Apple's crippled bug bounty program makes us all less safe online

Posted:
in General Discussion
Paying people when they report serious security issues with macOS and iOS is a good idea but two years on, it's still only done in a half-hearted, miserly way. That's damaging for Apple and it's damaging for us.




There are problems that you cannot find in beta testing but which the millions of people using your products will ultimately spot.

Apple has some of the smartest and most experienced experts searching for problems in its software -- and most of them don't work for the company. Somebody, somewhere will find a problem, and the only question is what they will do with that information.

Right now, Apple has a program to discourage them from coming forward.

That's not how it's meant to be. Officially, Apple has had what it calls a bug bounty program since 2016 -- and it should be simple. If you find a serious bug in Apple's software, the company will pay a reward. That's it. Yes, there are going to be issues over whether you found it first but admin aside, it's straightforward.

Yet, we're three years into the bug bounty and this week Apple made television news by -- shock -- actually paying it out. And perhaps they only did so because of that news reporting.

Good Apple

Apple has done the right thing. It's not only paid some money for the discovery, it's fixed the problem and its release notes credit the people who found it.

People found a bug and reported it to Apple, who fixed it and said thank you. That is what happened and if it had happened in that sequence, if it had been even roughly a straight line through that process, we wouldn't be thinking about it. And, what's much more important, anyone else who finds a bug would go straight to Apple like we want them to. All credit to Apple for fixing this issue and definitely all credit to the company for creating this bug bounty program.

Only, it's as if the people who created the program are in a different office to the ones who are supposed to pay out.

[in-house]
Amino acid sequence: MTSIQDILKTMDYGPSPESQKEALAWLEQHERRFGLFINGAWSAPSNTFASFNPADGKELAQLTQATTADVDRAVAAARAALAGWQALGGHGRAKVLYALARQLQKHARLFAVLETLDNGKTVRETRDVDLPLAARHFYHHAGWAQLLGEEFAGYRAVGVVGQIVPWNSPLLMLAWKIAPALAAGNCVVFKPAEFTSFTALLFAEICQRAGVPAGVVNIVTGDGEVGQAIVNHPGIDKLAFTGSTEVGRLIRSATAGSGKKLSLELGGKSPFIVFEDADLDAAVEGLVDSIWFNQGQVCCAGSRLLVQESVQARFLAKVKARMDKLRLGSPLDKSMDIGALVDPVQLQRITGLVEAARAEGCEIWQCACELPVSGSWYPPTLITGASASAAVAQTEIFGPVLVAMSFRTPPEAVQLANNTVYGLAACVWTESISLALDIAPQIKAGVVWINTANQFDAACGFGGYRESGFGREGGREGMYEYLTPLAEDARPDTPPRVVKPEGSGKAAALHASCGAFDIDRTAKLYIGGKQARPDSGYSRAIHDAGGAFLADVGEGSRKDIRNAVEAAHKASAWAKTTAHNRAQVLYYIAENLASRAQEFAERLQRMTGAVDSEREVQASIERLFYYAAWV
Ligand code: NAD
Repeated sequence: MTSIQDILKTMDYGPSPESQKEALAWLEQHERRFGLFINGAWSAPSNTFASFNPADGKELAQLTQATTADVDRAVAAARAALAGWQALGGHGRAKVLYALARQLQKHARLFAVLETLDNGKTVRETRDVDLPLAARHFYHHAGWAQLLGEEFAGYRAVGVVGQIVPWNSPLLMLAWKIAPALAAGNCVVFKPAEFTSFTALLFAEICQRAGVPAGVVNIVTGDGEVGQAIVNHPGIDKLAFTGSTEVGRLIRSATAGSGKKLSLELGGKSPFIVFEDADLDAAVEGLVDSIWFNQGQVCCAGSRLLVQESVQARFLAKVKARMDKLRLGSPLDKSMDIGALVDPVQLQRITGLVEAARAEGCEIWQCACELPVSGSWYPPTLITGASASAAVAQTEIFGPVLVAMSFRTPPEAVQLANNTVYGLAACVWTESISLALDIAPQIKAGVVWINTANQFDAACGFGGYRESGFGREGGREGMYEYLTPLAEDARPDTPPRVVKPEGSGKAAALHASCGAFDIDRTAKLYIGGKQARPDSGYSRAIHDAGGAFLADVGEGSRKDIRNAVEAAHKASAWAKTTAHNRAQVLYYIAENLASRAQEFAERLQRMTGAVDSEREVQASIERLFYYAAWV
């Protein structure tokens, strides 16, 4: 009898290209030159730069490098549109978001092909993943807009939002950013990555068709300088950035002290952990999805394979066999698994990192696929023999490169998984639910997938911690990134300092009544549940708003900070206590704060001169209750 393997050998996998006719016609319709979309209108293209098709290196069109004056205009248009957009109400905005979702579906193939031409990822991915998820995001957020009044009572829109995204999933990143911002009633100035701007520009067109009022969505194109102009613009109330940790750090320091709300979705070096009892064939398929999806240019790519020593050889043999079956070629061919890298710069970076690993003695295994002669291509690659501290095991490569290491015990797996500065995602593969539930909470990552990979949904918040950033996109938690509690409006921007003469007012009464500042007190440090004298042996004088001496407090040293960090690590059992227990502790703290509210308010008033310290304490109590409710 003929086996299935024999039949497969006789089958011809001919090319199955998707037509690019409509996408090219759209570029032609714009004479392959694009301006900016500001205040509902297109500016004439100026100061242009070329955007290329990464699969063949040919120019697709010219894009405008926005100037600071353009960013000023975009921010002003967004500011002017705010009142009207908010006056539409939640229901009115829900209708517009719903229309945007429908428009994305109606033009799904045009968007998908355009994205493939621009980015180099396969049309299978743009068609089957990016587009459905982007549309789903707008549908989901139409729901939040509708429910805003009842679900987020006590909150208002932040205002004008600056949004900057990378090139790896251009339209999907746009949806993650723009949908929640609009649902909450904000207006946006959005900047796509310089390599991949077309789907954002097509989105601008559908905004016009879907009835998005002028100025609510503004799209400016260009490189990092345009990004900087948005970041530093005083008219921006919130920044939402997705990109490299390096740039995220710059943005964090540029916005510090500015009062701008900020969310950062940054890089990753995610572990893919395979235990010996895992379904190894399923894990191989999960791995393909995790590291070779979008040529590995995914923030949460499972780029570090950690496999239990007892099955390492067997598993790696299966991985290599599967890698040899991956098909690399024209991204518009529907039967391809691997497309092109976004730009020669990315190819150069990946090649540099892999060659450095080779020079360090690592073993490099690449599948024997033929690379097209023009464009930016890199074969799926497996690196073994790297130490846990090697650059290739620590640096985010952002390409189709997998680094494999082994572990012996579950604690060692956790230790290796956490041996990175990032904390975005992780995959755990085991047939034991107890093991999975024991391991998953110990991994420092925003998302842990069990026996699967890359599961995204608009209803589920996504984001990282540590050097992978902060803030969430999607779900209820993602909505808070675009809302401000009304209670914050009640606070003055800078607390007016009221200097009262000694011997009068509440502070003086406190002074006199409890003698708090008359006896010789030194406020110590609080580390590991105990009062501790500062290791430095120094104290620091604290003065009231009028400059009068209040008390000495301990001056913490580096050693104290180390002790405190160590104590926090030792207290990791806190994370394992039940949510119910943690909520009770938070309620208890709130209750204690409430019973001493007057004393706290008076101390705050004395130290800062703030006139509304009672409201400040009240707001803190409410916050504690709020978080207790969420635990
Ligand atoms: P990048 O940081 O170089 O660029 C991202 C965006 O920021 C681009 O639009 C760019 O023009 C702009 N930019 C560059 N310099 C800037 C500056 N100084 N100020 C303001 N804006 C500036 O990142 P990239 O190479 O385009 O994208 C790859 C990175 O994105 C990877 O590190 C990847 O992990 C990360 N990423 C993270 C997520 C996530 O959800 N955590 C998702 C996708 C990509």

Apple acts as if this bug bounty is an imposition on them, and the accounts department acts as if the amount is going to bankrupt the company. You don't get to become the world's most profitable company by casually spending money, but look at the numbers. The bug bounty is supposed to pay out between $25,000 and $200,000 and even in the short term, Apple's surely lost that in bad PR.

If this had gone another way, if Apple had accepted the bug report, acted on it right away and announced in a more timely fashion that it would pay for the kid's college education as a thank you, the company would be a star. Yes, everyone capable would be leaping on the bandwagon and trying to find a bug to tell Apple -- but that is precisely what they should want.

It's not that we want everybody to love Apple, it's that we want everybody who finds a bug to unhesitatingly take it straight to the company.

Holding out in protest

Also in February, a researcher has demonstrated a new Keychain exploit, that given the right circumstances will allow a persistent and focused attacker to extract your passwords from the Keychain. It isn't so simple that the passwords are downloaded to miscreants when a bad ad is displayed, but it is a vector of attack nonetheless.

And, the researcher isn't sharing the specific details with Apple, beyond a demonstration of the fact that it works -- because of the obtuse bug bounty program. It sure would be better if Apple had all the details here. Certainly, the researcher is holding out which is part of the problem, but the reason why it is being held back is pretty telling.

Not an insurmountable problem

Nobody wants Apple to look like it's alternately in denial and penny-pinching, but it does. Nobody on the side of the angels wants people who find bugs to think it's just easier to sell it to someone who'll exploit a macOS or iOS vulnerability.

Make it clear that telling Apple is the best thing -- and stop hiding how to even do this reporting. Right now, you will have difficulty finding out where to find this bug bounty program. Go ahead, search the Apple website for how you do it.

Maybe you thought about it for a sec and decided that apple.com wasn't the right place, you should search support.apple.com instead. Doesn't matter. No difference.